QUESTION: Would you raise with them the abduction of a 16-year-old, Ahmad Abu Raida, on the 23rd of July, and they haven’t —
MS. HARF: I can check into that case.
MS. HARF: I can check.
QUESTION: Now let me also ask you – another development just occurred. Apparently, the holdup on the missiles to Israel was just lifted. Is that likely to —
MS. HARF: Really?
QUESTION: Well, or apparently until then – on the way of being resolved —
MS. HARF: There was never —
QUESTION: I don’t know. I mean, could you tell us whether —
MS. HARF: There was —
QUESTION: Was there any new – any change in the status?
MS. HARF: Let me check. Let me check on the status. The – there was not a hold. The process was moving forward, as I said.
MS. HARF: We had just put some additional steps into place. So let me see if it’s progressed further. I can check on that. I hadn’t heard that, but it very well may have.
QUESTION: Okay. But are you concerned that this would add to the – sort of the explosive power that Israel has been sort of deploying limitlessly almost, using bunker busters and so on, killing large number of civilians and so on? Wouldn’t that exacerbate the situation?
MS. HARF: Well, Said, we’ve always said we will continue to support Israel militarily. They are facing a very serious threat. We’ve also said throughout this conflict that they need to do more to protect civilian casualties, and we believe we can do both.
QUESTION: Mm-hmm. My last question on this. There’s also a fear that there is likely the spread of some sort of germ and microbes and diseases among civilian population in Gaza, which could conceivably also be communicated in the neighboring areas and so on. Are you discussing with the Israelis the likelihood of the breakout of disease?
MS. HARF: I haven’t seen that specifically, but we are very concerned about the humanitarian situation in Gaza, particularly the large number of internally displaced peoples and all the things that go along with that, whether it’s needing food or water or medical care. So we are concerned and discussing it.
I’m going to go to the back here. I promised you.
QUESTION: Thank you, Marie.
QUESTION: Thank you, Marie.
QUESTION: On Gaza.
QUESTION: I have one on the same subject.
QUESTION: Thank you, Marie.
MS. HARF: Just wait one second.
QUESTION: On South Korea. I just learned the secretary of U.S. Treasury Department Cohen visit to South Korea right now. Can you tell us what is the purpose of his visit to South Korea?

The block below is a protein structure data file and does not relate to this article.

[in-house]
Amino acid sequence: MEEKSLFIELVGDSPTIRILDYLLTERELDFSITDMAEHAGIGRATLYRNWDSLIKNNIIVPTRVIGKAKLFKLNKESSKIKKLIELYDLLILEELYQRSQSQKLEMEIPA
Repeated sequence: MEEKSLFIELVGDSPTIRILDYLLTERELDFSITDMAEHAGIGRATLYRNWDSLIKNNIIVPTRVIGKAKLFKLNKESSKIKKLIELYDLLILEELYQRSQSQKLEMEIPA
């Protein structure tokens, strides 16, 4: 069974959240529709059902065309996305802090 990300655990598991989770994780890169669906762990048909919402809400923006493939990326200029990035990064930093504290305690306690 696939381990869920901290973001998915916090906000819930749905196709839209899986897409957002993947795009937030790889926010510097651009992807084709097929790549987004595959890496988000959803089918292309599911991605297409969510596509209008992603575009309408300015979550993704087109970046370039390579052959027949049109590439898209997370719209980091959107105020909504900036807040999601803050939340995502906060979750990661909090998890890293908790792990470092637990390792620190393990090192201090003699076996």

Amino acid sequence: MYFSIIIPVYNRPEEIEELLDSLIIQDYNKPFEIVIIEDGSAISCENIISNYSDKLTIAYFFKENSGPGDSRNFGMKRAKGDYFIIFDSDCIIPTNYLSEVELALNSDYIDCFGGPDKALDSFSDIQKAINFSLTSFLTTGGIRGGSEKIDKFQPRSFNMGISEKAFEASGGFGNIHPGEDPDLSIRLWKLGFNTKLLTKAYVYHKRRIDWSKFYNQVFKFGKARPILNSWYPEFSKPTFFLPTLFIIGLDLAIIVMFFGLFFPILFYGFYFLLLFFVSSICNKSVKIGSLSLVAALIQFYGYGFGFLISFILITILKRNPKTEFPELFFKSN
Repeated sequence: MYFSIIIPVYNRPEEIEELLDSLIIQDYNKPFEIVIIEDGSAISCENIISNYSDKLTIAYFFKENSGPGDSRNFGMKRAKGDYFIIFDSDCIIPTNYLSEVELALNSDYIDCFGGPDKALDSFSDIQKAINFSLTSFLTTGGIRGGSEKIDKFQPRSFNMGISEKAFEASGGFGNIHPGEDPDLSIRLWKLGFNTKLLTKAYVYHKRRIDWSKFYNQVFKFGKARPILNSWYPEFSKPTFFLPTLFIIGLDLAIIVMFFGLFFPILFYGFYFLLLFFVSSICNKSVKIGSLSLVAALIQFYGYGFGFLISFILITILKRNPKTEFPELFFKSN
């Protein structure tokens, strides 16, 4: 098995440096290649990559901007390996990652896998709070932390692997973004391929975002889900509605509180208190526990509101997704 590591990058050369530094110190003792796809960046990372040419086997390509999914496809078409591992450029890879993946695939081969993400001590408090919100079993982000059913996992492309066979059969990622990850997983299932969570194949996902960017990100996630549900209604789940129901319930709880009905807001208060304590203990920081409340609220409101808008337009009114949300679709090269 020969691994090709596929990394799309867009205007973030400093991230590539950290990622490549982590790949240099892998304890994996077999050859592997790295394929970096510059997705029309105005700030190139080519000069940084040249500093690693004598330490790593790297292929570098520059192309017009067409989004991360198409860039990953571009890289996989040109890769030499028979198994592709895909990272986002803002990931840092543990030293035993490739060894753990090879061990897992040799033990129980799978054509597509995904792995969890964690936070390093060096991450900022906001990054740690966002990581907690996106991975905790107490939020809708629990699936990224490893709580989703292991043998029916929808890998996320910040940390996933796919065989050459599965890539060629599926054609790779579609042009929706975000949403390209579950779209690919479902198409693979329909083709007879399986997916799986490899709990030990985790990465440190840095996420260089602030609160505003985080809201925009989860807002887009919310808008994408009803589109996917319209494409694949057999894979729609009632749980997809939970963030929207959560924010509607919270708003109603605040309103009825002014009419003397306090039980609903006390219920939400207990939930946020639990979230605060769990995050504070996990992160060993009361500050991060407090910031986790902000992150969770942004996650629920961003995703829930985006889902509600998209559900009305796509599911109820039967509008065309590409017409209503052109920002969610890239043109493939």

MS. HARF: Let me check. I knew he was there. Let me check with my colleagues at Treasury, and we’ll get you something – or they should have some information about his visit.
QUESTION: Do you think the United States will have a new individual sanctions against North Korea?
MS. HARF: Well, we don’t tend to preview sanctions before we announce them, but it’s been an ongoing conversation that David Cohen and others have had with the South Koreans. I’m sure he’s there, though, talking about a range of Treasury-related issues.
QUESTION: Yeah. Do you know – what can you say about – apparently, this week EU diplomats in the UN have been pushing for a UN Security Council resolution to end the conflict in Gaza and restart peace talks. Do you know anything about that, or can you —
MS. HARF: I don’t have any specifics on that and hadn’t seen those reports. We’re obviously looking at a range of ways to get a ceasefire in place here, and if that could involve some UN action, I’m sure we would have that conversation. But nothing to preview or announce.
QUESTION: But broadly speaking, the U.S. would support a UN Security Council resolution?
MS. HARF: I think it depends on what it looks like. Depends what it looks like.
QUESTION: Can I go back to Syria, just one minute?
MS. HARF: You can, yes.
QUESTION: You mentioned that there are a small number of American jihadist fighters in Syria. So do you have an accurate number?
MS. HARF: Let me see if I – I’m not sure I have a number. Just give me one second on this. No, just a small number. We think that there are approximately 12,000 fighters from at least 50 countries in Syria – foreign fighters – including a small number of Americans that may have traveled to Syria since the beginning of the conflict. They may all not still be there.
QUESTION: But it could be dozens, it could be hundreds or —
MS. HARF: Small number. I’ll check and see if there’s more clarity.
QUESTION: And do you know if some of these people have already returned to the United States?
MS. HARF: Obviously, that’s something we’re very concerned about. I don’t have any information on that.
QUESTION: Marie, on this very issue, a lot of these fighters have come from Europe and go to Syria. Apparently, they cross the border with Turkey. Are you talking to Turkey to perhaps tighten up control over their border?
MS. HARF: We’re talking to all of the bordering countries to help cut off foreign fighters from going into Syria.
QUESTION: Because as it seems, people with European passports can travel easily in to Turkey and out and —
MS. HARF: It’s a huge concern. Yeah, it’s a huge concern.
QUESTION: A couple of points on the Ukraine. Russians are pushing for the Security Council supporting a ceasefire in western Ukraine while the humanitarian assistance from Russia is being delivered. I was wondering if the United States is in support of this initiative.